If a church member decides the overall church ministry is not worth supporting, or that the way money is used is so murky that they can’t even find out how much money goes where…then they perhaps SHOULD address it with the leadership, and perhaps go so far as to take their membership and money elsewhere, if there are serious problems. A serious mistrust that keeps one from supporting the full ministry of their own local church is not a good thing…It could reveal a bitter attitude in the church member…but it might also simply reveal real problems with the way the church is run.

            I think that’s the point that many churches/pastors are at. They truly believe that while certain things the SBC does are valuable, others are not. Some people think the ERLC should be shut down…some think their states waste a lot of money….some have serious problems with the fact that nobody knows how much SBC Executives make.

            However, I don’t think that a church supporting certain ministries cannot be compared apples to apples with a church member who doesn’t support their churches general ministries. Entities vs individuals never correlates perfectly.

  14. Rick Patrick says

    My goal in trumpeting CP promotion is a unified, across-the-board Southern Baptist budget. I think, for the most part, that our state conventions, seminaries, children’s homes, colleges, and other mutual work is very important. Of course, I also support our North American and International missionaries, but I don’t believe that our recent laser focus upon them—to the exclusion of the rest of our denominational machinery—has resolved anything at all.

    Theoretically, if a certain number of churches Robin Hooded funds away from state ministries in favor of national and international ministries, then another group of churches would simply hike their giving directly to state ministries in order to fund everyone.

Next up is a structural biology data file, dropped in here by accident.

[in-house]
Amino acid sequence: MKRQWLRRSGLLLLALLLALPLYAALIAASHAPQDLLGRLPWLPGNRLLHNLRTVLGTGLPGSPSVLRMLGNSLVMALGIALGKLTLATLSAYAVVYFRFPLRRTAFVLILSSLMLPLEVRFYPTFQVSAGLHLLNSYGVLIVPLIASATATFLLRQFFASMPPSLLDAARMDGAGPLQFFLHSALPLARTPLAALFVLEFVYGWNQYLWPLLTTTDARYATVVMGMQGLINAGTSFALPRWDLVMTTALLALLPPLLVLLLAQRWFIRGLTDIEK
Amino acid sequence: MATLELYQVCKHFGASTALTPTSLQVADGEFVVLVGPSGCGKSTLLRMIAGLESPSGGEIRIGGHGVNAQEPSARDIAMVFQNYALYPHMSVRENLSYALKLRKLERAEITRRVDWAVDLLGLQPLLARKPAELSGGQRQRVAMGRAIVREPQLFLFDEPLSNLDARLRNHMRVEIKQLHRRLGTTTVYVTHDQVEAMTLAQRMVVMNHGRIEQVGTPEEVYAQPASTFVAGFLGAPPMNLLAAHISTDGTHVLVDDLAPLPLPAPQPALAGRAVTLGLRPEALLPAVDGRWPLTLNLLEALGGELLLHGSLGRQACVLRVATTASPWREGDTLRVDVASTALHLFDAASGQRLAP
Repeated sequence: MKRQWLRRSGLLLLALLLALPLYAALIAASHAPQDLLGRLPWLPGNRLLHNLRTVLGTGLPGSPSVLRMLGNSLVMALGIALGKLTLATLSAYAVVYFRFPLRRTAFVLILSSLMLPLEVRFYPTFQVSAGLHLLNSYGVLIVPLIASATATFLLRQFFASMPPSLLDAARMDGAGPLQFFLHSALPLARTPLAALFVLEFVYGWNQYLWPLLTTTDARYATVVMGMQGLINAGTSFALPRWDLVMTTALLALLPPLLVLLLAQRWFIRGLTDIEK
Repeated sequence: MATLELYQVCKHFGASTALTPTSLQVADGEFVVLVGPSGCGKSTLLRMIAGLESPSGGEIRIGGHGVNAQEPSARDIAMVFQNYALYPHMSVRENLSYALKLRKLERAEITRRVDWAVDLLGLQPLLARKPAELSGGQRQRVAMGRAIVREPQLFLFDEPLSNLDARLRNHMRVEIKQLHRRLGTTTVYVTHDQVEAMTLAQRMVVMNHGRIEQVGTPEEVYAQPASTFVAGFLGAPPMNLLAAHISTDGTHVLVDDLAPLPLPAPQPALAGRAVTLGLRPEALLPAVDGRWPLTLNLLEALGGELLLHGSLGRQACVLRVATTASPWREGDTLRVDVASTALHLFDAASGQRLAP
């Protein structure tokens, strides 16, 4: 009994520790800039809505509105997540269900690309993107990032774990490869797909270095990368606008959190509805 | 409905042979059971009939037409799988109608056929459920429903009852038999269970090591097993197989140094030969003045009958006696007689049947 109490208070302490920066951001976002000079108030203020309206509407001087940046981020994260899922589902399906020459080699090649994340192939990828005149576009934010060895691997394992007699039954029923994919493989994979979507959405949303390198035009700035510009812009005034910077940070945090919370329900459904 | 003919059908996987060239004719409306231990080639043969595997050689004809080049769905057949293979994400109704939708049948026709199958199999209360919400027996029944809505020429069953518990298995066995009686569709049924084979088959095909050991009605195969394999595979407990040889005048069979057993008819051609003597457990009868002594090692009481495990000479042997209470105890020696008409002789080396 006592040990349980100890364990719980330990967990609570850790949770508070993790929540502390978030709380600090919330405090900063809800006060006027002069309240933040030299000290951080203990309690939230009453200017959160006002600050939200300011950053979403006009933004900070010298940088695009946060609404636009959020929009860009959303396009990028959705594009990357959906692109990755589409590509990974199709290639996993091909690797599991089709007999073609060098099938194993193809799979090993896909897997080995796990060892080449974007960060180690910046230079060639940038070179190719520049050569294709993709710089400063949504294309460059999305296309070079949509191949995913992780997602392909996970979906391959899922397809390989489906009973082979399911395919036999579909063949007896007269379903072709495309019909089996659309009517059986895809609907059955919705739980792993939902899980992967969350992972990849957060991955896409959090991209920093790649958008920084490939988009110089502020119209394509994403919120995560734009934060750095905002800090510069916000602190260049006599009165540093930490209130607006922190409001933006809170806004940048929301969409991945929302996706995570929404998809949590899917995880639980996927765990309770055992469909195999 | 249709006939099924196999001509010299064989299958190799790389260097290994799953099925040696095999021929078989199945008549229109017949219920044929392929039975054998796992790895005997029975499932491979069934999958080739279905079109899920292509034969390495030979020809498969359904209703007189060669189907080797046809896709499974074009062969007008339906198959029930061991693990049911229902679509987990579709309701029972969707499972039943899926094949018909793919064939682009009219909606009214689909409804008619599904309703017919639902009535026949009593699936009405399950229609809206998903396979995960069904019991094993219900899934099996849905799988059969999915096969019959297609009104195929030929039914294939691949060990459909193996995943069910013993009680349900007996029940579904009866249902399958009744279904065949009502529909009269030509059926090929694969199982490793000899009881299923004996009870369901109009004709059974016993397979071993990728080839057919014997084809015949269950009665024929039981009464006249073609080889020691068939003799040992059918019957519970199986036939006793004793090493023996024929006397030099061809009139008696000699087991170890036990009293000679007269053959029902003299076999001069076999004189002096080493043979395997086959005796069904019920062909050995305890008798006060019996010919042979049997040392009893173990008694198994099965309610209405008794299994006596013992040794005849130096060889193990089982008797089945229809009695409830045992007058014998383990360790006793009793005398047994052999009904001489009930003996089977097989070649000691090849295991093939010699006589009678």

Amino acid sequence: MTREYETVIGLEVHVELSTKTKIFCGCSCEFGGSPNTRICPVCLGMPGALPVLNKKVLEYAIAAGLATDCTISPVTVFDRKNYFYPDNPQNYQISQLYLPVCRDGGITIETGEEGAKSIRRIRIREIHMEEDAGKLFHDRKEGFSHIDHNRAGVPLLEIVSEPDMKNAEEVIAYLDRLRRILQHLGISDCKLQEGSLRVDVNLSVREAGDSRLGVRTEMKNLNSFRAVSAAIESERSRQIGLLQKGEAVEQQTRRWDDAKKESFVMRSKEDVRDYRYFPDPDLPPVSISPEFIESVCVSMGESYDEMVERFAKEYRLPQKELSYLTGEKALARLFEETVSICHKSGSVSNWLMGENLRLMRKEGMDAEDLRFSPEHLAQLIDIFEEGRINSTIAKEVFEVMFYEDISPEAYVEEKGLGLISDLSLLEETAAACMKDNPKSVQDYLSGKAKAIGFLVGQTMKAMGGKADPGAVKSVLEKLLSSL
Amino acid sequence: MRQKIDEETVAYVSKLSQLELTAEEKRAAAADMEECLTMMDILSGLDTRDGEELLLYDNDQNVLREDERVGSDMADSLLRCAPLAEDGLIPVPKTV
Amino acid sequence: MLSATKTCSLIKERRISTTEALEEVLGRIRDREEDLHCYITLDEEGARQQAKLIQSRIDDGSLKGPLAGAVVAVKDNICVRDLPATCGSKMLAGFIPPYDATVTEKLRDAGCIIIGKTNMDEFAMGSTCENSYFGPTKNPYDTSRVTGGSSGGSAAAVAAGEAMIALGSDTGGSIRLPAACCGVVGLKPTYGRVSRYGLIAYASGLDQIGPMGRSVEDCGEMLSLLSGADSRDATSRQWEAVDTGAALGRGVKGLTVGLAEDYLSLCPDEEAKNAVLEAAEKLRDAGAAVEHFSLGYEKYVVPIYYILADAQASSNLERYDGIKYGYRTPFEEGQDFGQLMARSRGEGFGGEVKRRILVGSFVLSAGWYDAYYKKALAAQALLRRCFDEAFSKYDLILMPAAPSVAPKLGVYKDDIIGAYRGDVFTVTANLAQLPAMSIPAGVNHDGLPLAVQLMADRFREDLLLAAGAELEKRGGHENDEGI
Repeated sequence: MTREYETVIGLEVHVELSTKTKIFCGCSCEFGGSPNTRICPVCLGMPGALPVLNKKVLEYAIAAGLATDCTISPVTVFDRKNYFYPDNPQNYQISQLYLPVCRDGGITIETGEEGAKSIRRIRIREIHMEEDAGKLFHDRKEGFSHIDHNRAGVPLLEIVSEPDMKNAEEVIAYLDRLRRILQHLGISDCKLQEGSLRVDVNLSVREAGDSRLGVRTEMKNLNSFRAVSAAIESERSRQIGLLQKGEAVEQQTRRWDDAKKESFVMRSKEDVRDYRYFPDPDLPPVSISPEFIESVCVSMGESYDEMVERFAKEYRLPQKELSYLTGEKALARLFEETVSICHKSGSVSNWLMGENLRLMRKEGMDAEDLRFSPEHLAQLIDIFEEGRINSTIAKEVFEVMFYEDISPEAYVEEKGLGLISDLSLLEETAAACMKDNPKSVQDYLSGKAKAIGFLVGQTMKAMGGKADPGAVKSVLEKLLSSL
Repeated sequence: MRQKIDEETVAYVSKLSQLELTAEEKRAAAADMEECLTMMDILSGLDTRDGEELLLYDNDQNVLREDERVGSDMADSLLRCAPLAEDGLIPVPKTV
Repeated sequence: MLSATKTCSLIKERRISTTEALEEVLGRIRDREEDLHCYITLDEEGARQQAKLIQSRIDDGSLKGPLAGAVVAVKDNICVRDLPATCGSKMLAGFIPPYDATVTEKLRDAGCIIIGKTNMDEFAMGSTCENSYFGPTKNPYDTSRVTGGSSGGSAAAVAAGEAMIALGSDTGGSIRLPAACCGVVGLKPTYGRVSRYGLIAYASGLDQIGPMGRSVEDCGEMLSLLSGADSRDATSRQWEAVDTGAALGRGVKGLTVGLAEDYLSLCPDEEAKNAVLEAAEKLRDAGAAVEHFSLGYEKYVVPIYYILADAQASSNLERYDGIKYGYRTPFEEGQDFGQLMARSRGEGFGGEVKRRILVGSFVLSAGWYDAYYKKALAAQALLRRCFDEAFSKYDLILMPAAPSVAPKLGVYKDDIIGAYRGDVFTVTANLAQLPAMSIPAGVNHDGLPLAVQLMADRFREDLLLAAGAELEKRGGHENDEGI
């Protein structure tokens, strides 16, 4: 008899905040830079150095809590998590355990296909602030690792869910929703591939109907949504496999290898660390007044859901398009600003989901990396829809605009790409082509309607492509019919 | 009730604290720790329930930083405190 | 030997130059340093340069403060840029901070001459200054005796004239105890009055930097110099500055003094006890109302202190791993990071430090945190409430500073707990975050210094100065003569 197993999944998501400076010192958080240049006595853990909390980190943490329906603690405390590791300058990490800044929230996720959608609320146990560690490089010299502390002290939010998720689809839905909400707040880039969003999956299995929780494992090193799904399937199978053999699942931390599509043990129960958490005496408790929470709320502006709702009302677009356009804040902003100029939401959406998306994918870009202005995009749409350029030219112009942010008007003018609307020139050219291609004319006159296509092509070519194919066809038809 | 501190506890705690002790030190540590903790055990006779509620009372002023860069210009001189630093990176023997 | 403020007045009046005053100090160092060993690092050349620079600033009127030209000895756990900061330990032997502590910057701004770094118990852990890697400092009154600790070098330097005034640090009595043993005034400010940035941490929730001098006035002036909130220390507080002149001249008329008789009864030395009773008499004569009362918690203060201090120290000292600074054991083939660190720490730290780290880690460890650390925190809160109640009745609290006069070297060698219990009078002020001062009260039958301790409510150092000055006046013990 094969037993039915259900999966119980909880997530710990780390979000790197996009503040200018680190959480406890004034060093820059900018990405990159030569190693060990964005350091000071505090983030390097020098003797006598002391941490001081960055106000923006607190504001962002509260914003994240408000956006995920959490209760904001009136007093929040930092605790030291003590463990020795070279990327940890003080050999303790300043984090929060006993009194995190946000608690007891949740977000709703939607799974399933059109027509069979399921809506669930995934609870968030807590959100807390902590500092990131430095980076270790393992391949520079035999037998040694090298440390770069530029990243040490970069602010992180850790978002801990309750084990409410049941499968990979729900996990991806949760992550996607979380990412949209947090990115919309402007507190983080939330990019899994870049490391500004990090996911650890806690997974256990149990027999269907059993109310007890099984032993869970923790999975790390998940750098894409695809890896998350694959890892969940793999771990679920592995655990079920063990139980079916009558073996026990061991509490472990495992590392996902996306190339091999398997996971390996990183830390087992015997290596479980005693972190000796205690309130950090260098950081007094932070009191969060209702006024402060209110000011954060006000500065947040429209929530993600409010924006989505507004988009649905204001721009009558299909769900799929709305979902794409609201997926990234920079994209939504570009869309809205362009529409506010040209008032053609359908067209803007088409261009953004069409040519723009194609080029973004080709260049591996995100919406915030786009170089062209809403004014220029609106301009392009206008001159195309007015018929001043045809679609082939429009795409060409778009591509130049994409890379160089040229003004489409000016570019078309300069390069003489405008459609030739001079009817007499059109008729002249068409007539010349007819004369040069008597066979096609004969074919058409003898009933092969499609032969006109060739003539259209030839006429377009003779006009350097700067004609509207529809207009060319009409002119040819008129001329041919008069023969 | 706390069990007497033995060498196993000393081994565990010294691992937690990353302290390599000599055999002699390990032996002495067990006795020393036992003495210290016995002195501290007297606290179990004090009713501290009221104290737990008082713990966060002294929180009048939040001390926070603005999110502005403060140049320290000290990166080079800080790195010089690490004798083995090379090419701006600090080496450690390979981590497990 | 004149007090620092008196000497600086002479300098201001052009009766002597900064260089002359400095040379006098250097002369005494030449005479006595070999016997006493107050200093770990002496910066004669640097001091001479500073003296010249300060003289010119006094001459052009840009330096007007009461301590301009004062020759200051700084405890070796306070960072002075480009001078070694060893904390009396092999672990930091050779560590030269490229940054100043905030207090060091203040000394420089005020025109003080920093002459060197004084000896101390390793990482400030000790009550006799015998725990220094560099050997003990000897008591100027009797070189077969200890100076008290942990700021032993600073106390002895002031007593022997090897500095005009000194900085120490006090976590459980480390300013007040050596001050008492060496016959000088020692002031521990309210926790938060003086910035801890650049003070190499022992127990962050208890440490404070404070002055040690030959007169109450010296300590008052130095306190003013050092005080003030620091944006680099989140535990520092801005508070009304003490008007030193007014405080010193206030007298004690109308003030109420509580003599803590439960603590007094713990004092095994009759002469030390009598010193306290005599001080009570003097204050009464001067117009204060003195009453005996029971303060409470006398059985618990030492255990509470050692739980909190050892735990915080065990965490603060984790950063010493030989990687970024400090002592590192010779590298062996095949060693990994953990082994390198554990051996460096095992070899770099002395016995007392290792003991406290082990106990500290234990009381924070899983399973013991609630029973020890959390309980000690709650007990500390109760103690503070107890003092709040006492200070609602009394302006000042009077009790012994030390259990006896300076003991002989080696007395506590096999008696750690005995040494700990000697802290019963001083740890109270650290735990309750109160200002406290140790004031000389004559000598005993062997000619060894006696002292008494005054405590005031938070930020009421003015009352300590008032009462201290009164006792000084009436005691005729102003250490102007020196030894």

It would not really change the amounts given, just the sources of these amounts. Instead of twenty churches giving proportionally to all SBC causes, ten would give exclusively to IMB/NAMB and ten would give exclusively to state/seminary/children’s homes/schools and so on.

    I guess I look at it this way—all the bills have to be paid, so instead of fussing about which groups we want to pay, let’s just ALL pay ALL of them, and do so generously enough that they are all adequately funded. To me, this is the true meaning of cooperation.

    I really don’t understand the animosity toward the state conventions. Maybe they need to be tweaked a little, but let’s not cut them off at the knees.

    • Rick Patrick says

      * By unified, across the board SBC budget, I simply mean that every church would give, say, ten percent through the CP, and this money would be distributed to ALL SBC agencies and entities in Jerusalem (25%), Judea (25%), Samaria (25%) and the ends of the earth (25%).

      Practically, that would look like this:
      Jerusalem and Judea: 50% for the state
      Samaria: 25% for America and Canada
      Uttermost: 25% for the entire world

      The actual CP allocation numbers in my state vary just slightly:
      State: 51.0%
      Nation: 24.5%
      World: 24.5%

      • Adam Blosser says